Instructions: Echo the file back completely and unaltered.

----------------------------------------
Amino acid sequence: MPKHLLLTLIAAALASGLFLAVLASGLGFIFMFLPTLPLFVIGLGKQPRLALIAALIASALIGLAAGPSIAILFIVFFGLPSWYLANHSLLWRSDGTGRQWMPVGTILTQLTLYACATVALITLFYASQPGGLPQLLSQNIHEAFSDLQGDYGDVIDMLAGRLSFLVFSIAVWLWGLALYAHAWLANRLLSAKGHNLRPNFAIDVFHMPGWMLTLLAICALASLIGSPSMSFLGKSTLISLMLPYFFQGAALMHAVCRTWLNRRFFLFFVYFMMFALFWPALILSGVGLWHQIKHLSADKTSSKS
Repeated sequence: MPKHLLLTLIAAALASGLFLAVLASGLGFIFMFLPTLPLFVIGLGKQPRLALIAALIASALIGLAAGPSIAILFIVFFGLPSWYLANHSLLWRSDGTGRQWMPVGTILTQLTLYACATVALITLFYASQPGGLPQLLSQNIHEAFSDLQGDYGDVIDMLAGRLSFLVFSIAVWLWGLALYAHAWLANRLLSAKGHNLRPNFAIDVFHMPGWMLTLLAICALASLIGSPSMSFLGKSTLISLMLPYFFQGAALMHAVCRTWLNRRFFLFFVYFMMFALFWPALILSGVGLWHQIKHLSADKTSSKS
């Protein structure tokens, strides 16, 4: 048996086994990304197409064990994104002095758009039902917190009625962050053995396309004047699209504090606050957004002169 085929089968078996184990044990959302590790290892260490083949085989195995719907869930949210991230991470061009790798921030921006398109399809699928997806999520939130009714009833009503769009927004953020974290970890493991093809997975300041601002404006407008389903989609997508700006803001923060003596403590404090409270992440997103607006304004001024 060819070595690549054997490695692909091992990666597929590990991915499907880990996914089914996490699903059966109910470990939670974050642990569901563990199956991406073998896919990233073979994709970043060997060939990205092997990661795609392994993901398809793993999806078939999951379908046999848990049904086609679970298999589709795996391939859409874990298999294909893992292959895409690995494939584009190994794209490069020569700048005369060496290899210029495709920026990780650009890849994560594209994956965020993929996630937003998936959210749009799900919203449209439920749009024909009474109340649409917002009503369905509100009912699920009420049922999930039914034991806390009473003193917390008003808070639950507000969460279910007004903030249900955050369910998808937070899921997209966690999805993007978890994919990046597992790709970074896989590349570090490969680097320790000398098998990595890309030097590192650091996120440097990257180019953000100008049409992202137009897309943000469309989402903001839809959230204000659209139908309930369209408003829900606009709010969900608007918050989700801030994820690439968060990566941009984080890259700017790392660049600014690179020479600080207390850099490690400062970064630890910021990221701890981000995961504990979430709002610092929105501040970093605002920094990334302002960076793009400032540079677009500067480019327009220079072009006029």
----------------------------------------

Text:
Amino acid sequence: MPKHLLLTLIAAALASGLFLAVLASGLGFIFMFLPTLPLFVIGLGKQPRLALIAALIASALIGLAAGPSIAILFIVFFGLPSWYLANHSLLWRSDGTGRQWMPVGTILTQLTLYACATVALITLFYASQPGGLPQLLSQNIHEAFSDLQGDYGDVIDMLAGRLSFLVFSIAVWLWGLALYAHAWLANRLLSAKGHNLRPNFAIDVFHMPGWMLTLLAICALASLIGSPSMSFLGKSTLISLMLPYFFQGAALMHAVCRTWLNRRFFLFFVYFMMFALFWPALILSGVGLWHQIKHLSADKTSSKS
Repeated sequence: MPKHLLLTLIAAALASGLFLAVLASGLGFIFMFLPTLPLFVIGLGKQPRLALIAALIASALIGLAAGPSIAILFIVFFGLPSWYLANHSLLWRSDGTGRQWMPVGTILTQLTLYACATVALITLFYASQPGGLPQLLSQNIHEAFSDLQGDYGDVIDMLAGRLSFLVFSIAVWLWGLALYAHAWLANRLLSAKGHNLRPNFAIDVFHMPGWMLTLLAICALASLIGSPSMSFLGKSTLISLMLPYFFQGAALMHAVCRTWLNRRFFLFFVYFMMFALFWPALILSGVGLWHQIKHLSADKTSSKS
């Protein structure tokens, strides 16, 4: 048996086994990304197409064990994104002095758009039902917190009625962050053995396309004047699209504090606050957004002169 085929089968078996184990044990959302590790290892260490083949085989195995719907869930949210991230991470061009790798921030921006398109399809699928997806999520939130009714009833009503769009927004953020974290970890493991093809997975300041601002404006407008389903989609997508700006803001923060003596403590404090409270992440997103607006304004001024 060819070595690549054997490695692909091992990666597929590990991915499907880990996914089914996490699903059966109910470990939670974050642990569901563990199956991406073998896919990233073979994709970043060997060939990205092997990661795609392994993901398809793993999806078939999951379908046999848990049904086609679970298999589709795996391939859409874990298999294909893992292959895409690995494939584009190994794209490069020569700048005369060496290899210029495709920026990780650009890849994560594209994956965020993929996630937003998936959210749009799900919203449209439920749009024909009474109340649409917002009503369905509100009912699920009420049922999930039914034991806390009473003193917390008003808070639950507000969460279910007004903030249900955050369910998808937070899921997209966690999805993007978890994919990046597992790709970074896989590349570090490969680097320790000398098998990595890309030097590192650091996120440097990257180019953000100008049409992202137009897309943000469309989402903001839809959230204000659209139908309930369209408003829900606009709010969900608007918050989700801030994820690439968060990566941009984080890259700017790392660049600014690179020479600080207390850099490690400062970064630890910021990221701890981000995961504990979430709002610092929105501040970093605002920094990334302002960076793009400032540079677009500067480019327009220079072009006029």